MY MAIL bag was bolstered to a four item zenith last month, courtesy of the presence of a letter followed soon after by a neatly packaged Covid-19 test kit.

It was something of an intriguing prospect. It all began with a random letter offering the opportunity to take part in a study on behalf of independent research organisation, Imperial College London.

I felt I should take the punt of placing my genetic code on the database, and give it a go.

My brother had paid mega bucks for a background DNA test last year. Not only had this revealed he/we were 51 per cent north African and 14 per cent Italian, but also that we were pumped full of Neanderthal DNA.

With that in mind, I felt certain a virtual carbon copy of my saliva and snot was already lurking in an American laboratory somewhere and decided to commit myself to the Covid trial.

Isle of Wight County Press:

Within three days of me agreeing to take part, a kit arrived with several components — an instruction booklet, sheet of labels, sealed pack containing a swab and plastic vial, biohazard bag, return box and a security seal.

A brief skim of the instruction manual assured me this would be quick and painless. A swab of the tonsils followed by several rotations of each nostril.

Before the fun began it was recommended to book a courier to collect the sample, which I did for the following day. The courier was slated to arrive at any time between 9am and 5pm.

Not touching tongue with swab proved a mission in itself, rotating the end across each tonsil invariably resulted in a subsequent glance upon the soft patty before withdrawal, ensuring stage one had to be replicated around four times before finally I successfully snuck the apparatus out without compromise.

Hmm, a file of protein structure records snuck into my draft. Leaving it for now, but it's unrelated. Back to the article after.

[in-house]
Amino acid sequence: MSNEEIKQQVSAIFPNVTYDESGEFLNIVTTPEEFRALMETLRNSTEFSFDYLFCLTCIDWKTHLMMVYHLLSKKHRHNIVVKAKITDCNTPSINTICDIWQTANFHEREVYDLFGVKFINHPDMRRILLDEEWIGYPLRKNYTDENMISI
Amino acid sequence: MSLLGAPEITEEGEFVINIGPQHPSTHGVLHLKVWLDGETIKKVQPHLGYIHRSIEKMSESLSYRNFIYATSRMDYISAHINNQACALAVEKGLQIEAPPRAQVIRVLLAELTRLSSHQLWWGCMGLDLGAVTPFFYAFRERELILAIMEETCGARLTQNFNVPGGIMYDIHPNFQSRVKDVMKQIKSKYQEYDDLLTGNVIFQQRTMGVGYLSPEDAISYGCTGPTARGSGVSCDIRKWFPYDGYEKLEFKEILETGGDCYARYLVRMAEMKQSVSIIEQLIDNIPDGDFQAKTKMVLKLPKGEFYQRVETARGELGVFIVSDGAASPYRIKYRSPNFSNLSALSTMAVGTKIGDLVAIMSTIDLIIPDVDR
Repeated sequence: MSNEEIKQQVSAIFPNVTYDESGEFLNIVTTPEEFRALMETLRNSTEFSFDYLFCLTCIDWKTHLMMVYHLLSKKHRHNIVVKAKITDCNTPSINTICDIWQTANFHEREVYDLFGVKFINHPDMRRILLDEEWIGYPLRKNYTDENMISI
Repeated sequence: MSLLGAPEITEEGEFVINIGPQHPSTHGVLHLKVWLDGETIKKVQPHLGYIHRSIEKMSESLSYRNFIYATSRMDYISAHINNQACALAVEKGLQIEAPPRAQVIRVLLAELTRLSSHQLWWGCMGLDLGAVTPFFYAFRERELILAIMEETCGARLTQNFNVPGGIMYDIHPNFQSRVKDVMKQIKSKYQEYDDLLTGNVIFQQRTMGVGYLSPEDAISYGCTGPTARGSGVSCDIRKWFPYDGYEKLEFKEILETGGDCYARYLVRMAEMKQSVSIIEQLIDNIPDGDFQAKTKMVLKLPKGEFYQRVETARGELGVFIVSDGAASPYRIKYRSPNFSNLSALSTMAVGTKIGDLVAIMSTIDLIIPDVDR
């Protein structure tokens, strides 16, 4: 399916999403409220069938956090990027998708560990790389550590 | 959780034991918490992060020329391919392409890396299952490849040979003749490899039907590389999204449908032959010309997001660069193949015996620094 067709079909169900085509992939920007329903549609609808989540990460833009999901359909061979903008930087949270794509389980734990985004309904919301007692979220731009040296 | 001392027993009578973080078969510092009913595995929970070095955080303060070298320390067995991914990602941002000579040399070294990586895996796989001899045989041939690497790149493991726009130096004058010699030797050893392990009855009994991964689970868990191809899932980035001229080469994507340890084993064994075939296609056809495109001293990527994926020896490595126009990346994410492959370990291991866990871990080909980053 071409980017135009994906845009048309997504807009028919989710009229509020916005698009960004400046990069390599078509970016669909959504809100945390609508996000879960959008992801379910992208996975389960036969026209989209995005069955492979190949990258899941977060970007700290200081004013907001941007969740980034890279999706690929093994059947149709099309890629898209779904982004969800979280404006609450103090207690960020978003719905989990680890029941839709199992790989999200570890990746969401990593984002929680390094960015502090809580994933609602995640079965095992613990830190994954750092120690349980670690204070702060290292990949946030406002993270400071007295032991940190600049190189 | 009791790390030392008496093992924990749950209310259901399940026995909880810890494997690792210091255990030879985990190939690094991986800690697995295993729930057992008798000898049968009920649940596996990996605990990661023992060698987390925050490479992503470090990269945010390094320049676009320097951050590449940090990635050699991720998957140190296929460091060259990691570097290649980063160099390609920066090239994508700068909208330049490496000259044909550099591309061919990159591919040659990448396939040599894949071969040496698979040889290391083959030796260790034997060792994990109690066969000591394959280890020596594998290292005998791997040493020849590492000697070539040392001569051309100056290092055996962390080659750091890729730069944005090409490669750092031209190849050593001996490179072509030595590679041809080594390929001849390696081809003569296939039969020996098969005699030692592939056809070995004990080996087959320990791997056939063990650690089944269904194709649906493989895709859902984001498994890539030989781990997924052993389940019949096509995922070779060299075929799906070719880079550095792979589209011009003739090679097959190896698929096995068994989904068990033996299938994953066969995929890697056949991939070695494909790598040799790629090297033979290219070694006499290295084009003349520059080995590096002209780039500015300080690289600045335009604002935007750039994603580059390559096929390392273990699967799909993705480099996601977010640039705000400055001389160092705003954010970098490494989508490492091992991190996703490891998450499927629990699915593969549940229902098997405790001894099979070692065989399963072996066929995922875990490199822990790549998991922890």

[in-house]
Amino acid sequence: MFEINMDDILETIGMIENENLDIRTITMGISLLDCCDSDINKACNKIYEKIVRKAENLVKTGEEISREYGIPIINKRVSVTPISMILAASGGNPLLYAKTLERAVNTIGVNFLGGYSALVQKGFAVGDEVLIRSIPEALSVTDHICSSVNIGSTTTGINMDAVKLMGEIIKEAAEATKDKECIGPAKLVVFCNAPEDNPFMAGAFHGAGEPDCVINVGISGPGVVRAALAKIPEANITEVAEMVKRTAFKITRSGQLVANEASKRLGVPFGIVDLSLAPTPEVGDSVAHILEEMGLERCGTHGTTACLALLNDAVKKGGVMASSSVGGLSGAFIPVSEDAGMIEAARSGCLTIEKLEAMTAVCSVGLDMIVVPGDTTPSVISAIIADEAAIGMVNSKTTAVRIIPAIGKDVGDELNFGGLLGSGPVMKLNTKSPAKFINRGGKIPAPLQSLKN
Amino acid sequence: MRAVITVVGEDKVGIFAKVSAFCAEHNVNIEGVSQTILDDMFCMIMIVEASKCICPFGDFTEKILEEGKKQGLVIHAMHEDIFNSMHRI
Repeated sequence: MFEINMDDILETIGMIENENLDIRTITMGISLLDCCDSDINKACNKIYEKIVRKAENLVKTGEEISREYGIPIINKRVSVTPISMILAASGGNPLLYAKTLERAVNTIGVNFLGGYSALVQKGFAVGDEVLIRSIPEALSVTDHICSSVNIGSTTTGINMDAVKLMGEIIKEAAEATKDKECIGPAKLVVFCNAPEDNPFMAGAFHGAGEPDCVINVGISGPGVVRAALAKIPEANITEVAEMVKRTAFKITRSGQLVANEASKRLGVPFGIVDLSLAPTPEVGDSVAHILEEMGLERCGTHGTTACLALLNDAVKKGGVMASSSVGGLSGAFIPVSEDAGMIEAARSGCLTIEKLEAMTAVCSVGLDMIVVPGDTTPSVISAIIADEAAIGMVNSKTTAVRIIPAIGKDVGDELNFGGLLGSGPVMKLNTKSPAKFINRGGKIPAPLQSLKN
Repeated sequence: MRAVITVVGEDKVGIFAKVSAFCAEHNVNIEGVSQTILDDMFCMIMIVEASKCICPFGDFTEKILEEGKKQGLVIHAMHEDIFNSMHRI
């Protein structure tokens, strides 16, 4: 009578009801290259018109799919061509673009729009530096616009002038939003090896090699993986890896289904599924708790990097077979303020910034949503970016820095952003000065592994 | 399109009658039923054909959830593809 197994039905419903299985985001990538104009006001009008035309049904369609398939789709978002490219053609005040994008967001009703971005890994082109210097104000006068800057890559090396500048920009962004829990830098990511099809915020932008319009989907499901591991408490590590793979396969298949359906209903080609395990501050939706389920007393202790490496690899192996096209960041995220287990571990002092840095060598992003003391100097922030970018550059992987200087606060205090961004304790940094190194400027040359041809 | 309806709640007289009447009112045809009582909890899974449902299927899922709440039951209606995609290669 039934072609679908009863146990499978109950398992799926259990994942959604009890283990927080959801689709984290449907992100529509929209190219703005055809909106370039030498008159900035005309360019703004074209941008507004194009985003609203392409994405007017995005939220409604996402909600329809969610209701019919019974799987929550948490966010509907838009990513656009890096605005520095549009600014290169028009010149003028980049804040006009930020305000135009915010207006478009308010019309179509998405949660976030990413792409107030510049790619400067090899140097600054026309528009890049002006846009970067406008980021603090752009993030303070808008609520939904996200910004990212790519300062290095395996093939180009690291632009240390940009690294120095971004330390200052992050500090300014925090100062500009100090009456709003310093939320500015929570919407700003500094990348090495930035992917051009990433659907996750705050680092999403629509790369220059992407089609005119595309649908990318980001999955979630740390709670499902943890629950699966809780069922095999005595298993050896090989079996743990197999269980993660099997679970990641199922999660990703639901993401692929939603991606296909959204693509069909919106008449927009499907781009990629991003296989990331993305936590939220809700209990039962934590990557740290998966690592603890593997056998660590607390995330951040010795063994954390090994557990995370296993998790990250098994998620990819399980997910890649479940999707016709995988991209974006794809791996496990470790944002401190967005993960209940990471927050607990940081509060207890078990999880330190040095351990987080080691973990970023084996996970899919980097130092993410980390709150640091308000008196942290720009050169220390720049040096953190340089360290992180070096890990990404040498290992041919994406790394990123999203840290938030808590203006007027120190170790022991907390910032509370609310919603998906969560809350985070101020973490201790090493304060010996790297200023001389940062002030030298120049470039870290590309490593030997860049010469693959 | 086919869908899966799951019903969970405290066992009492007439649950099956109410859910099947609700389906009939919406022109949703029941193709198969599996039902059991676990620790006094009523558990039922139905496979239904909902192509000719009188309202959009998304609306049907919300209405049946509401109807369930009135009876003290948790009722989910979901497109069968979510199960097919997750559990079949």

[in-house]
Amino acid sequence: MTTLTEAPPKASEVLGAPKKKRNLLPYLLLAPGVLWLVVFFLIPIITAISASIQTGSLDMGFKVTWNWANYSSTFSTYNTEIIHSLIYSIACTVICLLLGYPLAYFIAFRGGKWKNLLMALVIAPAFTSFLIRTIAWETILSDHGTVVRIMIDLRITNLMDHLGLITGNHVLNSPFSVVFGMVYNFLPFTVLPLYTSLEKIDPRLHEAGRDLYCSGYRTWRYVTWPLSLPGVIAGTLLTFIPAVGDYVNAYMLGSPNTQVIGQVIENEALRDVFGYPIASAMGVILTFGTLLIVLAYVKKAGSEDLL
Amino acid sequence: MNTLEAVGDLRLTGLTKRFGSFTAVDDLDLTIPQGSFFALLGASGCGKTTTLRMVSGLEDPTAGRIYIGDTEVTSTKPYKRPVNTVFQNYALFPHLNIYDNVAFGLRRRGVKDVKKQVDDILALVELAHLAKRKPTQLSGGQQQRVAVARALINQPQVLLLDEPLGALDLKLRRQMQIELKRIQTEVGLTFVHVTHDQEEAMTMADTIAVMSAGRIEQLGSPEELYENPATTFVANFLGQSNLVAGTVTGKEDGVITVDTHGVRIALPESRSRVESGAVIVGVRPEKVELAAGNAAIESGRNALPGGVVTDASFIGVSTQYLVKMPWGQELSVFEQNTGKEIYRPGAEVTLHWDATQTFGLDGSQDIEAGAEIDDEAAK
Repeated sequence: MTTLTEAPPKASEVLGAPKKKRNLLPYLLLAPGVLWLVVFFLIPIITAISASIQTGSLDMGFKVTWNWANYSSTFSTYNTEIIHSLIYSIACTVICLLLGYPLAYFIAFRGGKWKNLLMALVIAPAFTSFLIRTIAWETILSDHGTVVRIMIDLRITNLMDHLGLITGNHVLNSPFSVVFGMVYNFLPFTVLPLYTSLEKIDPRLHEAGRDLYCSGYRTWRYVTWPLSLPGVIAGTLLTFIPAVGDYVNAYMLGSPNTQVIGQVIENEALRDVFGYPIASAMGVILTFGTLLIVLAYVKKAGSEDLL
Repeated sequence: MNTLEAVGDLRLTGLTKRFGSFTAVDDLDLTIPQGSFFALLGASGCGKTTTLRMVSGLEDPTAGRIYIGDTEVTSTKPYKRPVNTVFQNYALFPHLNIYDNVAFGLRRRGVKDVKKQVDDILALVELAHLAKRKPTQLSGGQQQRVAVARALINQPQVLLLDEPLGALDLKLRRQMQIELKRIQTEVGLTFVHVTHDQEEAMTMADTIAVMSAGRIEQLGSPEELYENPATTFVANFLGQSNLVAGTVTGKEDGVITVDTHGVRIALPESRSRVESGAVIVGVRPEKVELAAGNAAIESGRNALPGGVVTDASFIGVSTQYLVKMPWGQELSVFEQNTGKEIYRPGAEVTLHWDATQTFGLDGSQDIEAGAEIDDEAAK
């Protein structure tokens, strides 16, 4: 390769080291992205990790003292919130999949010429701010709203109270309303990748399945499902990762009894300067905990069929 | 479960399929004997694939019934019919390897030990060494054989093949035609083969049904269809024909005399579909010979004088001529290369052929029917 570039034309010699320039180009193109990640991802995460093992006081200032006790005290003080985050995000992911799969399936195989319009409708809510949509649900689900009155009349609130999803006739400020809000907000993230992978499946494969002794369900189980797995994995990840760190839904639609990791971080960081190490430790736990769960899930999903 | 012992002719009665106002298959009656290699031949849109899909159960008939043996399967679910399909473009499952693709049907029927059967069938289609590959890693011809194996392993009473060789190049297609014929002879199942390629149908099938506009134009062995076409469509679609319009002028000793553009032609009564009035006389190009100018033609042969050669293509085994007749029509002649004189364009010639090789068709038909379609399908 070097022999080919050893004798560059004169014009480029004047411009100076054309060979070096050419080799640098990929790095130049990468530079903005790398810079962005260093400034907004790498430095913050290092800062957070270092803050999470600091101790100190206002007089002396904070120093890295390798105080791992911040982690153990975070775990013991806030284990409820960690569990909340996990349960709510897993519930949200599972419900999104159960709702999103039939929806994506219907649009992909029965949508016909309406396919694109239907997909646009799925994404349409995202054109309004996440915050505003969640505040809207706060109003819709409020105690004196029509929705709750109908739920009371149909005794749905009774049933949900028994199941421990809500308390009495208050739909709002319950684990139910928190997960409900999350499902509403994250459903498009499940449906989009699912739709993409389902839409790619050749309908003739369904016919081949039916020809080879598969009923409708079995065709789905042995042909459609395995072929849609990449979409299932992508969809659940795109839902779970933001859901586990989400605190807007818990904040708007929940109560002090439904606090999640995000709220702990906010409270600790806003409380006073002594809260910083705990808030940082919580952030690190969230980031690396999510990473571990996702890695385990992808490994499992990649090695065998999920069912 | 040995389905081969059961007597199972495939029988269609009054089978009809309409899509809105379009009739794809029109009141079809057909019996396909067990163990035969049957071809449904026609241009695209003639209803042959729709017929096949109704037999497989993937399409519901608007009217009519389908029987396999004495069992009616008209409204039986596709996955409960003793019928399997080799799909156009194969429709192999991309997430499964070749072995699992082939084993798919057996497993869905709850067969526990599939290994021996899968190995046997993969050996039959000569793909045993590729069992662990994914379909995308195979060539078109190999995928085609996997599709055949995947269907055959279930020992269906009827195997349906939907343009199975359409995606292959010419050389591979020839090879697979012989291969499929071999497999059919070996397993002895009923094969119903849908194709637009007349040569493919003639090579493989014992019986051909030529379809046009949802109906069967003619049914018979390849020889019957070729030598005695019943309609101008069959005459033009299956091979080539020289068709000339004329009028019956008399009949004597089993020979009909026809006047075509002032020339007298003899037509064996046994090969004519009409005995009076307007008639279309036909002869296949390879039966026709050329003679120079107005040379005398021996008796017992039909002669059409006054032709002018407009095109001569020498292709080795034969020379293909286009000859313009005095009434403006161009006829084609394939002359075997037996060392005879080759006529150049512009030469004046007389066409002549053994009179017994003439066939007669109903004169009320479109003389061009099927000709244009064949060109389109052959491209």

There was no time for resting on laurels though, with the swab now pushed into each nostril and rotated for 15 seconds. It felt peculiar.

After several rotations I removed the swab to end credits of violent, eye-watering sneezes, eventually able to place the item into the vial provided and snap it at the end to fit.

Once it had been bagged, labelled, boxed and sealed, the package was ready to go into the fridge.

The courier arrived at noon, reassuringly nonchalant about the whole visiting-potentially-unwell-people part of the process, standing as he did inches from my front door without a mask, gloves or any other PPE.

I kept my distance, flicked the door open and left the package on the side for him to grab.

I didn't feel nervous about the results, on the contrary, the idea of finding out if I had coronavirus felt like a positive step, albeit hopefully not a positive test.

The results arrived by email six days later and were negative. I'd always felt confident I didn't have coronavirus and, as an asthmatic, physical symptoms would likely have been discernible.

It is the decision of the individual if they partake in the study, but it is a surefire way of getting clarity should the opportunity arise.